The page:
Setting Manjaro as the default OS in dual boot with Windows 10

I have a dual boot (Windows 10 and Manjaro) in UEFI mode and MSI's Click BIOS 5.

Is it possible to boot Manjaro as a default and only if I press F11, optionally to boot Windows?

I just have silent-boot set up and selection is auto (last one you used).
Never see windows or grub unless I hit esc or or if there is a failure (in theory .. hasnt happened yet)

$ cat /etc/default/grub
GRUB_DEFAULT=saved
GRUB_TIMEOUT=5
GRUB_TIMEOUT_STYLE=menu
GRUB_DISTRIBUTOR='Manjaro'
GRUB_CMDLINE_LINUX_DEFAULT="quiet"
GRUB_CMDLINE_LINUX=""

I don't see grub and my PC always boots Windows as a default, even GRUB_DEFAULT is set as "saved". I would love if I could achieve your setup.

#If you want to enable the save default function, uncomment the following
#line, and set GRUB_DEFAULT to saved.

GRUB_SAVEDEFAULT=true

Is there grubenv in /boot/grub?

# GRUB Environment Block
saved_entry=gnulinux-simple-UUID-xxxx
boot_success=1
boot_indeterminate=1

You dont see grub? How do you boot manjaro?

Okay, you start a new topic. Below was from your original topic.
And if 'command efibootmgr not found' that's because your original install was in bios-legacy.
Install package 'efibootmgr' and 'dosfstools' (if not installed).

Morning. So you now cannot set manjaro uefi as default boot through your bios.
You want manjaro boot to be default and both are now booted in uefi.

At manjaro terminal

efibootmgr

You should get outout for efiboot-entries of both windows and manjaro
say xxxx is for manjaro and yyyy for windows
Do

sudo efibootmgr -o xxxx,yyyy

There are other (firmware) entries listed, you do not need to list them all and there’s no need to include them in the command.
If in doubt provide output of ‘efibootmgr’

4 Likes

Through F11 (quick boot selection) during startup.

Thanks, it looked so promising, but after I did that, instead of booting straight to Manjaro, my PC again booted to Windows and ’efibootmgr’ reverted the boot order to its default (Windows on top). I don't understand what exactly reverts that order... Windows?

[joe@sensei ~]$ efibootmgr
BootCurrent: 0002
Timeout: 1 seconds
BootOrder: 0000,0002,0001
Boot0000* Windows Boot Manager
Boot0001 Hard Drive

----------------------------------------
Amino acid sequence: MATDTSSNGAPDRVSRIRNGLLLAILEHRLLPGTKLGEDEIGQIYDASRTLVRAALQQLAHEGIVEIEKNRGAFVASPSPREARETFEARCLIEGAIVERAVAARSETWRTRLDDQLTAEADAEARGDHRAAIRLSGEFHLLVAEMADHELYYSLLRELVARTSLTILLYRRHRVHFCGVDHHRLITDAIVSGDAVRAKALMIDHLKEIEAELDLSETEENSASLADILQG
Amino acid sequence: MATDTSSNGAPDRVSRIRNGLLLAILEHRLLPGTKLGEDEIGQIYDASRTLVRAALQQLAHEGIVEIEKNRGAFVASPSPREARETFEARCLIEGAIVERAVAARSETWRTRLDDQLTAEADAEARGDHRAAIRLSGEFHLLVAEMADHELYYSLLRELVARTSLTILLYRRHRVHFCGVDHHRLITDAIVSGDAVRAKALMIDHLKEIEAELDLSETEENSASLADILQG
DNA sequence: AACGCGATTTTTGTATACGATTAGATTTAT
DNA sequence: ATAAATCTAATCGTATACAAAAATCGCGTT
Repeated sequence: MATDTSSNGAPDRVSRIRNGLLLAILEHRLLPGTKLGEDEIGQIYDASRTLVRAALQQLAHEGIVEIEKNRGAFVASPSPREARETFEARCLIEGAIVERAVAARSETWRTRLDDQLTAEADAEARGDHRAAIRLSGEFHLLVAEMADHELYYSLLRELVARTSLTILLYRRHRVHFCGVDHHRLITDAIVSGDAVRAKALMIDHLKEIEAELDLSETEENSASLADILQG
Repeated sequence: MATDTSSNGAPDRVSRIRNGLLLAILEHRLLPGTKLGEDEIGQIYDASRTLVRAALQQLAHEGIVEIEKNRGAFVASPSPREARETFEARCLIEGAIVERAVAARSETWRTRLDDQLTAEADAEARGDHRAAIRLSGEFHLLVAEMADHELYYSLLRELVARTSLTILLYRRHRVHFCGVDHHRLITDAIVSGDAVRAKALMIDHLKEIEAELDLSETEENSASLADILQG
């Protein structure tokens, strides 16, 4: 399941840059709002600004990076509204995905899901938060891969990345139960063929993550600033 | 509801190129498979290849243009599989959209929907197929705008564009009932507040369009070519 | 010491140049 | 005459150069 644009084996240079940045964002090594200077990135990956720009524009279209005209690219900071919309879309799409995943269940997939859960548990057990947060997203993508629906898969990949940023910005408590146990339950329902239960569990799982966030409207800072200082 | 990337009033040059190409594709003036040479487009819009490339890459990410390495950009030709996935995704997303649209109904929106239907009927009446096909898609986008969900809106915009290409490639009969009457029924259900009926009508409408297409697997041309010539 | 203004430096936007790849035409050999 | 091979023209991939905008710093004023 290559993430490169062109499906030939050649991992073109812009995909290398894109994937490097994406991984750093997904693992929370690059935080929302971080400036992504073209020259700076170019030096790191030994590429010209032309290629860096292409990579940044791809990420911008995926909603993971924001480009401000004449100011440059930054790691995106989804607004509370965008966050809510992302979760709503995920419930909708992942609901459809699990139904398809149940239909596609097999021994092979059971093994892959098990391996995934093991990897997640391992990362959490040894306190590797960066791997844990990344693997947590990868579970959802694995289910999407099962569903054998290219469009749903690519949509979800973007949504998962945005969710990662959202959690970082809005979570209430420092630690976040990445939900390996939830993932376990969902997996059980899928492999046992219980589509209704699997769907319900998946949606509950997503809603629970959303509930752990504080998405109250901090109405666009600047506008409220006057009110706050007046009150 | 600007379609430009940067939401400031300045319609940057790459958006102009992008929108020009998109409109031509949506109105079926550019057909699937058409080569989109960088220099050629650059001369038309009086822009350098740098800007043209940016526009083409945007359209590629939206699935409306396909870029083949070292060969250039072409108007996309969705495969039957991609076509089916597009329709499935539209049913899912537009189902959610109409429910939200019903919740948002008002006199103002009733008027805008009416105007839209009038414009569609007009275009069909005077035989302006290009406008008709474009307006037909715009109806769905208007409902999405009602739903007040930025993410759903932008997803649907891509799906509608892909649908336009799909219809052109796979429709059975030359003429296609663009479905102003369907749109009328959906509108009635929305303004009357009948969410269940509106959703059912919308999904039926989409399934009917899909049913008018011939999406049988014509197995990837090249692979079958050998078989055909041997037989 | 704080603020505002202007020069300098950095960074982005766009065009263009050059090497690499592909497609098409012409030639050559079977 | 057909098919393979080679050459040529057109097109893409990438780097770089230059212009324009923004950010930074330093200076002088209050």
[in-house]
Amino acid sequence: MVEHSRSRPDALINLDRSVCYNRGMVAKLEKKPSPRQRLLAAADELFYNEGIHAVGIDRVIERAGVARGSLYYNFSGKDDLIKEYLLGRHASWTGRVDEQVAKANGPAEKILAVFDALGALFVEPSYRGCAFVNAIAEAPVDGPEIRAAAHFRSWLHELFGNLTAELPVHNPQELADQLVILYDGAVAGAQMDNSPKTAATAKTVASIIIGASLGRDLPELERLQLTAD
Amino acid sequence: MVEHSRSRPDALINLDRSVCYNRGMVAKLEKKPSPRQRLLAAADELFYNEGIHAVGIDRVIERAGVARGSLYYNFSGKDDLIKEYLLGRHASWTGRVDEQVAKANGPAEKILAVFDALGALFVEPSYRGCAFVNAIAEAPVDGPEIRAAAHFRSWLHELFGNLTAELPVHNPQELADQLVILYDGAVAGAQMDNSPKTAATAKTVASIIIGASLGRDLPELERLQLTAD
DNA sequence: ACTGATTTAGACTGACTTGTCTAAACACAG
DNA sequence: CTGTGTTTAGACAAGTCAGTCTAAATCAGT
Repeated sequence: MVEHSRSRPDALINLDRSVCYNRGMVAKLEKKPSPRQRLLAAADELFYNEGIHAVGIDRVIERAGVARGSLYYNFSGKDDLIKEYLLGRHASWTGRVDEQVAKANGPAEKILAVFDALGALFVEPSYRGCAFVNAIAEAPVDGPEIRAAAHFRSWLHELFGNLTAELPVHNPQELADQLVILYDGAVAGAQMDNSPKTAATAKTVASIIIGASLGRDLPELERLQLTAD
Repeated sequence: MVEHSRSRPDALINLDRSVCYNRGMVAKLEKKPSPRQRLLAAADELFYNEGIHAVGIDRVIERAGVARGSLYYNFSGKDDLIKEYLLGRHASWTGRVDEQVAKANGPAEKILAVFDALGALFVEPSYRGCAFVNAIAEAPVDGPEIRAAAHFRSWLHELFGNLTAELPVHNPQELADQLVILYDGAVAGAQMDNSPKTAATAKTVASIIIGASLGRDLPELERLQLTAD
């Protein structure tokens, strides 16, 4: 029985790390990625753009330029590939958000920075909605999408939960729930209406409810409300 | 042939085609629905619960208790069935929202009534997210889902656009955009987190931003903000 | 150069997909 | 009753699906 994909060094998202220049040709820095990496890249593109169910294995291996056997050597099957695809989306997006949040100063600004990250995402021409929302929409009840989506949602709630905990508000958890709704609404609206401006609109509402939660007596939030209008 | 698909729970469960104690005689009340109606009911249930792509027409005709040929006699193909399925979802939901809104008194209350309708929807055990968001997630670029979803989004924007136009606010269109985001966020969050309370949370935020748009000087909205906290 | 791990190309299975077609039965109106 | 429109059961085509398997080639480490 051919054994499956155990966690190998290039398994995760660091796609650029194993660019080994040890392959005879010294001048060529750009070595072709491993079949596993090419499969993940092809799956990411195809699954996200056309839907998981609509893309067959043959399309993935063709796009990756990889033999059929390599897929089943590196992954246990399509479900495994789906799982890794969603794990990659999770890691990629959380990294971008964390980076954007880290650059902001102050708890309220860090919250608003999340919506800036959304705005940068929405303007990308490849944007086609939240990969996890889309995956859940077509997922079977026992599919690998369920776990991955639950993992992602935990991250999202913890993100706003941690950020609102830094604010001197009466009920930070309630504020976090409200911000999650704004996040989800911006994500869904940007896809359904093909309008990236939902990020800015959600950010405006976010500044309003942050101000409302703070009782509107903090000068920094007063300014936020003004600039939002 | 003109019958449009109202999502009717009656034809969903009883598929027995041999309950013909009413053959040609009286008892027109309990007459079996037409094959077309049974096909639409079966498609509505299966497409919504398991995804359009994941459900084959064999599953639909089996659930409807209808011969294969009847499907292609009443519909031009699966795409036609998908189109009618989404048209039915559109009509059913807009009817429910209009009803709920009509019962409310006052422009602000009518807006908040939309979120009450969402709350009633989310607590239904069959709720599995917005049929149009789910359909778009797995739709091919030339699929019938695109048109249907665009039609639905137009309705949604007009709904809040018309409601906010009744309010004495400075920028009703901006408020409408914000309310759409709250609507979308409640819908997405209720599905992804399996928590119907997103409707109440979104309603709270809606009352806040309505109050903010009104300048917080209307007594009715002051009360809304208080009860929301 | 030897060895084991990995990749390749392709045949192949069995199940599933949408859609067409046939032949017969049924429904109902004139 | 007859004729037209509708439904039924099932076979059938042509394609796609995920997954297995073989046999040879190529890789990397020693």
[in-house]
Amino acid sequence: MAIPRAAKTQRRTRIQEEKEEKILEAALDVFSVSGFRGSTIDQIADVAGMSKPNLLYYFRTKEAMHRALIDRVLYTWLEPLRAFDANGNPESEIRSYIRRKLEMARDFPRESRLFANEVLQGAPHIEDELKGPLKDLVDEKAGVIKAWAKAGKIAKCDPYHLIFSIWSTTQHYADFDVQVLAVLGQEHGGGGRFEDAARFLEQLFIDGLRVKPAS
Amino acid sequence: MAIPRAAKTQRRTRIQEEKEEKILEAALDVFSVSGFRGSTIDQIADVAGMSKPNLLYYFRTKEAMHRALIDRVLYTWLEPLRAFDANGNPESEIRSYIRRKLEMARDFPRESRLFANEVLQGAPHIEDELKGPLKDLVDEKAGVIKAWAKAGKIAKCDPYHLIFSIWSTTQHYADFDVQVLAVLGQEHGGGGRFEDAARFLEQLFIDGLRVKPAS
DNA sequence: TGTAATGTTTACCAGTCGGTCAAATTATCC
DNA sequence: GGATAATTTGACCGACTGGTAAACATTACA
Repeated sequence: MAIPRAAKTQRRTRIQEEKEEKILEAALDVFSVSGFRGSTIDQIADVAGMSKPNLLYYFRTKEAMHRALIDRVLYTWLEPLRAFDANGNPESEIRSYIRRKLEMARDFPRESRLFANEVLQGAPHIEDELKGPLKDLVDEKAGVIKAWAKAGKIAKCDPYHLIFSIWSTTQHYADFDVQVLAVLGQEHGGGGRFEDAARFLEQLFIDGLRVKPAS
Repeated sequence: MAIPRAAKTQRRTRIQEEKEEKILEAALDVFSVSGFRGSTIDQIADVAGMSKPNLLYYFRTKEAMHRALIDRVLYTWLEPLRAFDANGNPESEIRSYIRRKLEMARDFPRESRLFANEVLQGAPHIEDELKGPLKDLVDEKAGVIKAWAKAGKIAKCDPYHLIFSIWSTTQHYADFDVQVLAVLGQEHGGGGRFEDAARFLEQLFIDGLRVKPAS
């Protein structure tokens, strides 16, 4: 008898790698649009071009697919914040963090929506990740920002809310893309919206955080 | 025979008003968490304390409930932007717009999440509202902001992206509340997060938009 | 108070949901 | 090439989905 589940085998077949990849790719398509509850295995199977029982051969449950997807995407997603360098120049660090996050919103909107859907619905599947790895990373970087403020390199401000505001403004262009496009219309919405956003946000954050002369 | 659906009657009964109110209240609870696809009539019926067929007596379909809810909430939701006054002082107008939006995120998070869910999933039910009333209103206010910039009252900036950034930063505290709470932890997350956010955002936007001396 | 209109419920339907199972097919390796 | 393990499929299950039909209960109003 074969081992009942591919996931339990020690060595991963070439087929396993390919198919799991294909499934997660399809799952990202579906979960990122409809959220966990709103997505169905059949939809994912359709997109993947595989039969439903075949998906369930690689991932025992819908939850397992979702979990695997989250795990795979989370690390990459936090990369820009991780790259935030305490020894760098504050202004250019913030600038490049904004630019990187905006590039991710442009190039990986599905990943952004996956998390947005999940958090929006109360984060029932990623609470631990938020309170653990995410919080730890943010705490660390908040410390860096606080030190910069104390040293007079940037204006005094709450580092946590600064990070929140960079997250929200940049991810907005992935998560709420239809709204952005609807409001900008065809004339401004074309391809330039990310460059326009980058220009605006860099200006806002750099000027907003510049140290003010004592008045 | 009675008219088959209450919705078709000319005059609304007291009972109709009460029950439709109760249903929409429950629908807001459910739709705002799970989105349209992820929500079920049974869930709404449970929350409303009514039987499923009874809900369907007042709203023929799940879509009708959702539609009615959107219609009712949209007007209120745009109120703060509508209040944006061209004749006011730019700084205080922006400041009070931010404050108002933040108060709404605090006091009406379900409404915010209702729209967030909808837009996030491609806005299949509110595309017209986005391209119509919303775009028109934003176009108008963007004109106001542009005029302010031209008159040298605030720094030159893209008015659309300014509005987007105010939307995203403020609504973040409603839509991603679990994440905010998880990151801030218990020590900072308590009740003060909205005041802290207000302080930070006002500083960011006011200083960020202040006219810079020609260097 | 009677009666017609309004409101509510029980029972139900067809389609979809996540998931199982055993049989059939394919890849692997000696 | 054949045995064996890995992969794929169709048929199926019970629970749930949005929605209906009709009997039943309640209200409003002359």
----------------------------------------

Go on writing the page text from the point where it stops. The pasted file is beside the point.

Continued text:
Boot0002* Manjaro
[joe@sensei ~]$ sudo efibootmgr -o 0002,0000,0001
[sudo] password for joe:
BootCurrent: 0002
Timeout: 1 seconds
BootOrder: 0002,0000,0001
Boot0000* Windows Boot Manager
Boot0001 Hard Drive
Boot0002* Manjaro

After reboot, I go straight to Windows, then I reboot again and by F11 enter Manjaro:

[joe@sensei ~]$ efibootmgr
BootCurrent: 0002
Timeout: 1 seconds
BootOrder: 0000,0002,0001
Boot0000* Windows Boot Manager
Boot0001 Hard Drive
Boot0002* Manjaro

Just found a valuable discussion here:

It's implemented in the firmware before any EFI binaries are run, so it's not something that efibootmgr can do anything about.

Therefore, I found a menu item inside of my BIOS to re-order my boot priorities:
Settings > Boot > UEFI Hard Disk Drive BBS Priorities

2 Likes

Well done! You even outsmarted yourself.. :rofl:
So now we know there is more than 100% to one's confidence :trophy:

1 Like

Yeah. lol That was confusing... the thing is I was trying really hard to Google first for the solution of my problem and found this: https://forum-en.msi.com/index.php?topic=294360.0

I've contacted MSI technical support. The outcome of our chatting was:

  • there are no options to manage UEFI boot entries from Click BIOS 5;
  • they are not planning to implement them.

Good to know. I can live with the current state of things.

I would suggest any multi-booter to grab this UEFI shell, put it on a FAT-formatted USB key and keep it under their pillow for when
things get bad.

That totally convinced me + I didn't check what the BBS stands for. Anyway, I'm glad my bios is not that bad after all. Thanks for your responses though!

2 Likes

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